Full field at the Sony Open is full of optimism

By Associated PressJanuary 14, 2009, 5:00 pm
2007 Sony OpenHONOLULU ' PGA Tour players have big dreams 10 miles up the shore from Waikiki Beach at the Sony Open, the season-opener for those who failed to win last year and are optimistic that 2009 will be different.
Thats particularly true for Harrison Frazar, who has another chance he wasnt sure he wanted.
Once considered the best player to have never won on the PGA Tour, Frazar lost his card last year for the first time since his rookie season in 1998. While playing golf with friends in Austin, Texas, he found the conversation shifting more toward their world than his.
I was to the point of playing golf with friends at home that are in the business community, and talking about options of moving forward, about what I could do for them, Frazar said. We were to that point.
It wasnt the first time.
Even though he was a three-time All-American at Texas, he didnt think he was good enough for the PGA Tour and took a job out of college in real estate development. It took a year before he tried pro golf, and he made it to the big leagues a few years later.
Now is not the best time for a 37-year-old father of three to be looking to change careers.
I just had to ask myself, Do I want to play golf? or just say, This is great, I enjoyed it, past part of my life, were going to move on. And I decided that for a myriad of reasons that I still want to be a golfer.
Frazar went back to Q-school for the first time since 1996, committed to playing on the Nationwide Tour if he didnt get his card. And that appeared to be the case when he was in the middle of the pack halfway through the 108-hole tournament. Then came a magical fourth round in the California desert when Frazar shot 59.
That carried him to an eight-stroke victory and a trip to Honolulu to start a new season.
Some old fuses were re-lit, he said. Realizing that I can play still, that its in there. Theres enough to give me hope and make me want to go back to work and try to find it.
He is part of the 144-man field at Waialae Country Club, the second official event of the season, and perhaps the sharpest contrast of any two weeks on the PGA Tour.
The Plantation course at Kapalua was carved out of a mountain, offering spectacular scenery and such severe elevation changes that there were 24 tee shots that traveled at least 400 years. Waialae is a classic course that sits on the edge of the beach, with skinny palms and peaceful vibes, and greens that are small and flat.
Last week was for winners only.
The Sony Open has 76 players who have never won a PGA Tour event. Of the 26 rookies at Waialae, 10 of them will be teeing it up in a PGA Tour event for the first time ever.
Tadd Fujikawa is one of two teenagers in the field, playing for the Sony Open for the third straight year. The 18-year-old senior in high school earned his spot Monday in a qualifier across the island at Turtle Bay. The other is 14-year-old Lorens Chan, who earned the exemption set aside for the top amateur in Hawaii.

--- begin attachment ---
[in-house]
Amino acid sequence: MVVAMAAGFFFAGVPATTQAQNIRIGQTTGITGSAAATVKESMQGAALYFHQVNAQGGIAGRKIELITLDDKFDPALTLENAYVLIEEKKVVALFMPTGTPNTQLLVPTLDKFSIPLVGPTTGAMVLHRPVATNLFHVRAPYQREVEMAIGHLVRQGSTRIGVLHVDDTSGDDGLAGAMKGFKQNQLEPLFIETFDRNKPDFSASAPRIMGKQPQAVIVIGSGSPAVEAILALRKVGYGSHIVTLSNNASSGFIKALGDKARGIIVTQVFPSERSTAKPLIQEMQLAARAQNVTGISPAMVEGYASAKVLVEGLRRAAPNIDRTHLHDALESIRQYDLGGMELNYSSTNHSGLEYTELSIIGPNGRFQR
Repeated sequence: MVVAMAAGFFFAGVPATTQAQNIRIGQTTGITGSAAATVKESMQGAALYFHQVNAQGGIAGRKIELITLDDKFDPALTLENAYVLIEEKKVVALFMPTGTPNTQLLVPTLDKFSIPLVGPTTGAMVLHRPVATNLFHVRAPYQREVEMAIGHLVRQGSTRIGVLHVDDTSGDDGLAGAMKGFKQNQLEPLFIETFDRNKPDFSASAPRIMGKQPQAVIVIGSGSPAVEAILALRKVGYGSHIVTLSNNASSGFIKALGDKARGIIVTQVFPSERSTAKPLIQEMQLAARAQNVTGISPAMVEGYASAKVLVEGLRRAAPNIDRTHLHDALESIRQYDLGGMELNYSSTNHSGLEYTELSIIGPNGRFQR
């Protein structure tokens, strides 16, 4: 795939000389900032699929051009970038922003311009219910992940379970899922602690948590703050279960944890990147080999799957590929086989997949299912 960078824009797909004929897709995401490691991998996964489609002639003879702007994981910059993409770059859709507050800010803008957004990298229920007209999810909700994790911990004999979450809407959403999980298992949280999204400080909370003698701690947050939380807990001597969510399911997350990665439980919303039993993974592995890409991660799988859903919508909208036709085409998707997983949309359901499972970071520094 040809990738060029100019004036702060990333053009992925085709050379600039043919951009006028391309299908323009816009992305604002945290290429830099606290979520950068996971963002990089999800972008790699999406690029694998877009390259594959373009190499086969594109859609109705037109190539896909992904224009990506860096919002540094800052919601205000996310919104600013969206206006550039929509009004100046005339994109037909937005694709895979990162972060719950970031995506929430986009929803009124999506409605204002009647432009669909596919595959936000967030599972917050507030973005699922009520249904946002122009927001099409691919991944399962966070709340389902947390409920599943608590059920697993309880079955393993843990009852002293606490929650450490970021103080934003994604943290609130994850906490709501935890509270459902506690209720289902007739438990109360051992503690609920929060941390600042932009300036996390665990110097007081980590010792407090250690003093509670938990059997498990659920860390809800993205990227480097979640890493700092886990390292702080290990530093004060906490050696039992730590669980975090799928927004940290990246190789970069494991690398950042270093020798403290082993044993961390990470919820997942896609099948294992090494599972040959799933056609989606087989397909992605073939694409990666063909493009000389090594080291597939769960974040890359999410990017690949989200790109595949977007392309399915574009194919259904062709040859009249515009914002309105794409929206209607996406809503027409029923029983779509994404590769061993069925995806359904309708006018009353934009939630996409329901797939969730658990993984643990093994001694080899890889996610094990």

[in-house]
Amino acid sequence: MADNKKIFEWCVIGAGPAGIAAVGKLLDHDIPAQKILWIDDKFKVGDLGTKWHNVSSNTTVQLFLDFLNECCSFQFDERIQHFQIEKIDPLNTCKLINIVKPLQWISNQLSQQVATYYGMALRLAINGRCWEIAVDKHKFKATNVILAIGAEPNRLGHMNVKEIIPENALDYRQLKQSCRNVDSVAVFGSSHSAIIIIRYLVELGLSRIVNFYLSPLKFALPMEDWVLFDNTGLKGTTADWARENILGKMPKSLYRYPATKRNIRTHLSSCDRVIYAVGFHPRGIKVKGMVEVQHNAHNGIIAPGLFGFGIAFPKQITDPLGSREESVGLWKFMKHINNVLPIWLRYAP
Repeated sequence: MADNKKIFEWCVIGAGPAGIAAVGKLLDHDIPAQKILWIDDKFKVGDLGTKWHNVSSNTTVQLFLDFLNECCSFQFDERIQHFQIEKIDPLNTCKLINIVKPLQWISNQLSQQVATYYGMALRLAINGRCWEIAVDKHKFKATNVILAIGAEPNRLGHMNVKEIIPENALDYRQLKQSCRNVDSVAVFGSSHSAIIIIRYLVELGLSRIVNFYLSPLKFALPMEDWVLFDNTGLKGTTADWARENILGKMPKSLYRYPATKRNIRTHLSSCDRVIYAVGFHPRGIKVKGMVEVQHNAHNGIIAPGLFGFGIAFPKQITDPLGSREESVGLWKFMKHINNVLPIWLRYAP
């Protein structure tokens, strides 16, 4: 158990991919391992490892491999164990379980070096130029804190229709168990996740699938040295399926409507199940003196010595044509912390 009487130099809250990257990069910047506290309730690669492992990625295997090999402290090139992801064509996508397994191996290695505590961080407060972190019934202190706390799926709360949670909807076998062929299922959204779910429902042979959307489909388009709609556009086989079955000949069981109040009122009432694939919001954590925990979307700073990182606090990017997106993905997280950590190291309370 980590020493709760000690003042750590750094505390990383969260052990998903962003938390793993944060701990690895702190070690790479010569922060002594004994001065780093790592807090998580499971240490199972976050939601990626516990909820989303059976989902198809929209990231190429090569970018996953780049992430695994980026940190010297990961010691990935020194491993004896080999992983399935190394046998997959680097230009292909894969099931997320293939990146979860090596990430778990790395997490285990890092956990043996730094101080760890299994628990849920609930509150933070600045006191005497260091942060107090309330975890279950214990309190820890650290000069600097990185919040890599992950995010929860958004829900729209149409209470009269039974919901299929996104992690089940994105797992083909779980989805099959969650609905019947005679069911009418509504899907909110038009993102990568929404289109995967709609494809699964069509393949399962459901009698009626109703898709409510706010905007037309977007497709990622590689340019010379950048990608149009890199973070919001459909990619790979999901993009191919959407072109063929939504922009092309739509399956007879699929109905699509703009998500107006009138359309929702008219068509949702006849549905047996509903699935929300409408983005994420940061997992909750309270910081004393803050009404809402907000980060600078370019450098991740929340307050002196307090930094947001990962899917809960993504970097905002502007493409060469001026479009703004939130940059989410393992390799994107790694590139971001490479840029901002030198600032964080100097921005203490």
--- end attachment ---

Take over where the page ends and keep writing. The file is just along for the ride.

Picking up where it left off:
K.J. Choi is the defending champion, winning last year by three shots despite becoming the first Sony Open winner in 41 years who failed to break par in the final round. That was a tribute to the wind, which can blow on Oahu as much as it does on Maui.
The field is missing Vijay Singh, who had surgery on his right knee Wednesday, but returning to Waialae is former champion Ernie Els and Adam Scott, who decided to stick around after the Mercedes last week at Kapalua.
So did Geoff Ogilvy, who got his season off to the perfect start with a six-shot victory at Kapalua.
It was his fifth victory in five years, but the 31-year-old Australian has only had one multiple-win season, that coming in 2006 when he won the Accenture Match Play Championship and the U.S. Open. Five winners at Kapalua this decade didnt win again the rest of the season.
Its probably just a coincidence, Ogilvy said. Might be a bit of complacency. When you get to the top of the money list after one week, you get all excited, maybe you take the rest of the year for granted. Hopefully, I can change the trend so the coincidences go away.
Or he could be like Els in 2003 and sweep the Hawaii events.
Frazar, meanwhile, would gladly settle for his first victory.
He is among a small group of players who have won at least $8 million without ever hoisting a trophy on the PGA Tour. Even so, any discussion about the best player to have not won on tour starts with Frazar.
And no, Q-school doesnt count.
He has teed it up 300 times on the PGA Tour and has 10 top 3s, including a runner-up finish to Els at Waialae in 2004. Brett Quigley had 334 starts without winning with four top 3s. Briny Baird has five top 3s in his 274 starts.
Tim Clark and Justin Rose also have $8 million and no victories, although both have won against big-league competition overseas.
Frazar knows the label'it doesnt get as much attention as best to have never won a major'and he takes it both ways.
Its a compliment because people feel like theres a lot inside of you and what youre capable of, he said. Its also a slight. Its a little jab by saying you havent done it.
But he gets another chance this year. And thats a start.

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    Monday finish for Joburg Open; Sharma leads by 4

    By Golf Channel DigitalDecember 10, 2017, 8:57 pm